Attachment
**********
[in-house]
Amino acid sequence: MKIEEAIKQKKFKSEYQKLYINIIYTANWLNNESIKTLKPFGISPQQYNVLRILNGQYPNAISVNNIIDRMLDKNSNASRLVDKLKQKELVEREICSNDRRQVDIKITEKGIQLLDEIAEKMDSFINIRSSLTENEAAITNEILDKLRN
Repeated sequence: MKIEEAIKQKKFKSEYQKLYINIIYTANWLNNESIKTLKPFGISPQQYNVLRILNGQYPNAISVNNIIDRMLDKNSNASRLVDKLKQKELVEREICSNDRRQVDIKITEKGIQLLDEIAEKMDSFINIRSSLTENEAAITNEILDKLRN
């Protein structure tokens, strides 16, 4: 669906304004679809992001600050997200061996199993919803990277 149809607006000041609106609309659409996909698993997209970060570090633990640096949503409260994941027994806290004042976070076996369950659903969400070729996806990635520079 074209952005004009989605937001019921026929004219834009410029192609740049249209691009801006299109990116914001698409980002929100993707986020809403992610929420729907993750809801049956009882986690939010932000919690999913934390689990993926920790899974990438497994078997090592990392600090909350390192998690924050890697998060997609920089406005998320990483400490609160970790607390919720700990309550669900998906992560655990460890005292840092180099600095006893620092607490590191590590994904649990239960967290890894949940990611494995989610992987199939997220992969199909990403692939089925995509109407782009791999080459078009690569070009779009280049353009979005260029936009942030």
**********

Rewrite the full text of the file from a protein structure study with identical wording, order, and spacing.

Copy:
[in-house]
Amino acid sequence: MKIEEAIKQKKFKSEYQKLYINIIYTANWLNNESIKTLKPFGISPQQYNVLRILNGQYPNAISVNNIIDRMLDKNSNASRLVDKLKQKELVEREICSNDRRQVDIKITEKGIQLLDEIAEKMDSFINIRSSLTENEAAITNEILDKLRN
Repeated sequence: MKIEEAIKQKKFKSEYQKLYINIIYTANWLNNESIKTLKPFGISPQQYNVLRILNGQYPNAISVNNIIDRMLDKNSNASRLVDKLKQKELVEREICSNDRRQVDIKITEKGIQLLDEIAEKMDSFINIRSSLTENEAAITNEILDKLRN
């Protein structure tokens, strides 16, 4: 669906304004679809992001600050997200061996199993919803990277 149809607006000041609106609309659409996909698993997209970060570090633990640096949503409260994941027994806290004042976070076996369950659903969400070729996806990635520079 074209952005004009989605937001019921026929004219834009410029192609740049249209691009801006299109990116914001698409980002929100993707986020809403992610929420729907993750809801049956009882986690939010932000919690999913934390689990993926920790899974990438497994078997090592990392600090909350390192998690924050890697998060997609920089406005998320990483400490609160970790607390919720700990309550669900998906992560655990460890005292840092180099600095006893620092607490590191590590994904649990239960967290890894949940990611494995989610992987199939997220992969199909990403692939089925995509109407782009791999080459078009690569070009779009280049353009979005260029936009942030």